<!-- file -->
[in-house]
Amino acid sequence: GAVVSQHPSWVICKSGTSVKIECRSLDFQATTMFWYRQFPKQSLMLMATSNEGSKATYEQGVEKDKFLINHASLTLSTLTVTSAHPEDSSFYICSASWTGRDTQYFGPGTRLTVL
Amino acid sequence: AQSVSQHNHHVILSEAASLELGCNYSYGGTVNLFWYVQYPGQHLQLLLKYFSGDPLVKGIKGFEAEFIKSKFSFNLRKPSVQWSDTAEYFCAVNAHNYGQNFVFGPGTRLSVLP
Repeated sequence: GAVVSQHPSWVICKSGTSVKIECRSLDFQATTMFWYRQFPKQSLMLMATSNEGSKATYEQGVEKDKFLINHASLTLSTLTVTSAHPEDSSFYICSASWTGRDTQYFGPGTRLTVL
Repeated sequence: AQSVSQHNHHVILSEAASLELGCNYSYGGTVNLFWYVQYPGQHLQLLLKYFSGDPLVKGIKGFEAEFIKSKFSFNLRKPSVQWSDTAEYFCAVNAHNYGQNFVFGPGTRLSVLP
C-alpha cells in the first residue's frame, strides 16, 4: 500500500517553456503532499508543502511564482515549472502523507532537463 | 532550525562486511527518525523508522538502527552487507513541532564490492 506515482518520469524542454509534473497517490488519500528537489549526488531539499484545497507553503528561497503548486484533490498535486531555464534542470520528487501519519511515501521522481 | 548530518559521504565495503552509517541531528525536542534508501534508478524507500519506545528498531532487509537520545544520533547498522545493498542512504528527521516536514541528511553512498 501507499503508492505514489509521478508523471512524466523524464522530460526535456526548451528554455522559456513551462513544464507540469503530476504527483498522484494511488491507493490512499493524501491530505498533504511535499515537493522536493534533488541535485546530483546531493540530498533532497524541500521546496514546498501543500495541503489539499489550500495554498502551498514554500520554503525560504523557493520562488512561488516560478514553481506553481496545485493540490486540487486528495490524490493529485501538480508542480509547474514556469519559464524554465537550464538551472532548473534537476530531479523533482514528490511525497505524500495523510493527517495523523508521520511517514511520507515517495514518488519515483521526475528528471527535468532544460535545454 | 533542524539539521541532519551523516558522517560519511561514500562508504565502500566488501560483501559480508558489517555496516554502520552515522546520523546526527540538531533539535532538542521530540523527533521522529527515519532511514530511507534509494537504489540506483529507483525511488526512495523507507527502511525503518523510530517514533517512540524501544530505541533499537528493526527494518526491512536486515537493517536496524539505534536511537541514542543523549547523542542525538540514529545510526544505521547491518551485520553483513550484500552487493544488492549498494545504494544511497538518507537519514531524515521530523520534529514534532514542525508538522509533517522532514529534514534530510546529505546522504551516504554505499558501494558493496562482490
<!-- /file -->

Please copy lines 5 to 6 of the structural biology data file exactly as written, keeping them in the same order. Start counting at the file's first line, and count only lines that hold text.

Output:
Repeated sequence: AQSVSQHNHHVILSEAASLELGCNYSYGGTVNLFWYVQYPGQHLQLLLKYFSGDPLVKGIKGFEAEFIKSKFSFNLRKPSVQWSDTAEYFCAVNAHNYGQNFVFGPGTRLSVLP
C-alpha cells in the first residue's frame, strides 16, 4: 500500500517553456503532499508543502511564482515549472502523507532537463 | 532550525562486511527518525523508522538502527552487507513541532564490492 506515482518520469524542454509534473497517490488519500528537489549526488531539499484545497507553503528561497503548486484533490498535486531555464534542470520528487501519519511515501521522481 | 548530518559521504565495503552509517541531528525536542534508501534508478524507500519506545528498531532487509537520545544520533547498522545493498542512504528527521516536514541528511553512498 501507499503508492505514489509521478508523471512524466523524464522530460526535456526548451528554455522559456513551462513544464507540469503530476504527483498522484494511488491507493490512499493524501491530505498533504511535499515537493522536493534533488541535485546530483546531493540530498533532497524541500521546496514546498501543500495541503489539499489550500495554498502551498514554500520554503525560504523557493520562488512561488516560478514553481506553481496545485493540490486540487486528495490524490493529485501538480508542480509547474514556469519559464524554465537550464538551472532548473534537476530531479523533482514528490511525497505524500495523510493527517495523523508521520511517514511520507515517495514518488519515483521526475528528471527535468532544460535545454 | 533542524539539521541532519551523516558522517560519511561514500562508504565502500566488501560483501559480508558489517555496516554502520552515522546520523546526527540538531533539535532538542521530540523527533521522529527515519532511514530511507534509494537504489540506483529507483525511488526512495523507507527502511525503518523510530517514533517512540524501544530505541533499537528493526527494518526491512536486515537493517536496524539505534536511537541514542543523549547523542542525538540514529545510526544505521547491518551485520553483513550484500552487493544488492549498494545504494544511497538518507537519514531524515521530523520534529514534532514542525508538522509533517522532514529534514534530510546529505546522504551516504554505499558501494558493496562482490